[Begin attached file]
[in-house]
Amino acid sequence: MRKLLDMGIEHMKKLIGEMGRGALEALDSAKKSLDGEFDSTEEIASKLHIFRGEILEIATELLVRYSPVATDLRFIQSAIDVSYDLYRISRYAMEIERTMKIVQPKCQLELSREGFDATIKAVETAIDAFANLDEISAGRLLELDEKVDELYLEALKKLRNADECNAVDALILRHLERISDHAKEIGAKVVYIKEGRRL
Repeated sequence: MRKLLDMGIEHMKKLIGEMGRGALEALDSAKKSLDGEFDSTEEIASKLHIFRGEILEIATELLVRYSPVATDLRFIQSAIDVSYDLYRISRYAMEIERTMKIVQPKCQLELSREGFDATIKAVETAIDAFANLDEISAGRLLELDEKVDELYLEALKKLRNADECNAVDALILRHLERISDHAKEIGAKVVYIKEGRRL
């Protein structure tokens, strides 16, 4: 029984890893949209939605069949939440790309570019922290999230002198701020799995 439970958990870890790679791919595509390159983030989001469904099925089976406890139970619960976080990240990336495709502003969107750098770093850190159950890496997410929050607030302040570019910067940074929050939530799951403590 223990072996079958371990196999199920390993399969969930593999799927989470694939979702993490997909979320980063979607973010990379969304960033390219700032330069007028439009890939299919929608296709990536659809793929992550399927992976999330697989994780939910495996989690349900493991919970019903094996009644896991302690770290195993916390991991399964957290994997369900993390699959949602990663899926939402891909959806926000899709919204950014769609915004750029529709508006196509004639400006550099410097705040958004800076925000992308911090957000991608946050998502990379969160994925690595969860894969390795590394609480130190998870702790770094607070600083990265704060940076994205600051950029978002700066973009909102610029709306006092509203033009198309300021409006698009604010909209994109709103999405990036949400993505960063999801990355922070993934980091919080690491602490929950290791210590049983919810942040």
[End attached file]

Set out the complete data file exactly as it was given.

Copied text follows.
[in-house]
Amino acid sequence: MRKLLDMGIEHMKKLIGEMGRGALEALDSAKKSLDGEFDSTEEIASKLHIFRGEILEIATELLVRYSPVATDLRFIQSAIDVSYDLYRISRYAMEIERTMKIVQPKCQLELSREGFDATIKAVETAIDAFANLDEISAGRLLELDEKVDELYLEALKKLRNADECNAVDALILRHLERISDHAKEIGAKVVYIKEGRRL
Repeated sequence: MRKLLDMGIEHMKKLIGEMGRGALEALDSAKKSLDGEFDSTEEIASKLHIFRGEILEIATELLVRYSPVATDLRFIQSAIDVSYDLYRISRYAMEIERTMKIVQPKCQLELSREGFDATIKAVETAIDAFANLDEISAGRLLELDEKVDELYLEALKKLRNADECNAVDALILRHLERISDHAKEIGAKVVYIKEGRRL
């Protein structure tokens, strides 16, 4: 029984890893949209939605069949939440790309570019922290999230002198701020799995 439970958990870890790679791919595509390159983030989001469904099925089976406890139970619960976080990240990336495709502003969107750098770093850190159950890496997410929050607030302040570019910067940074929050939530799951403590 223990072996079958371990196999199920390993399969969930593999799927989470694939979702993490997909979320980063979607973010990379969304960033390219700032330069007028439009890939299919929608296709990536659809793929992550399927992976999330697989994780939910495996989690349900493991919970019903094996009644896991302690770290195993916390991991399964957290994997369900993390699959949602990663899926939402891909959806926000899709919204950014769609915004750029529709508006196509004639400006550099410097705040958004800076925000992308911090957000991608946050998502990379969160994925690595969860894969390795590394609480130190998870702790770094607070600083990265704060940076994205600051950029978002700066973009909102610029709306006092509203033009198309300021409006698009604010909209994109709103999405990036949400993505960063999801990355922070993934980091919080690491602490929950290791210590049983919810942040």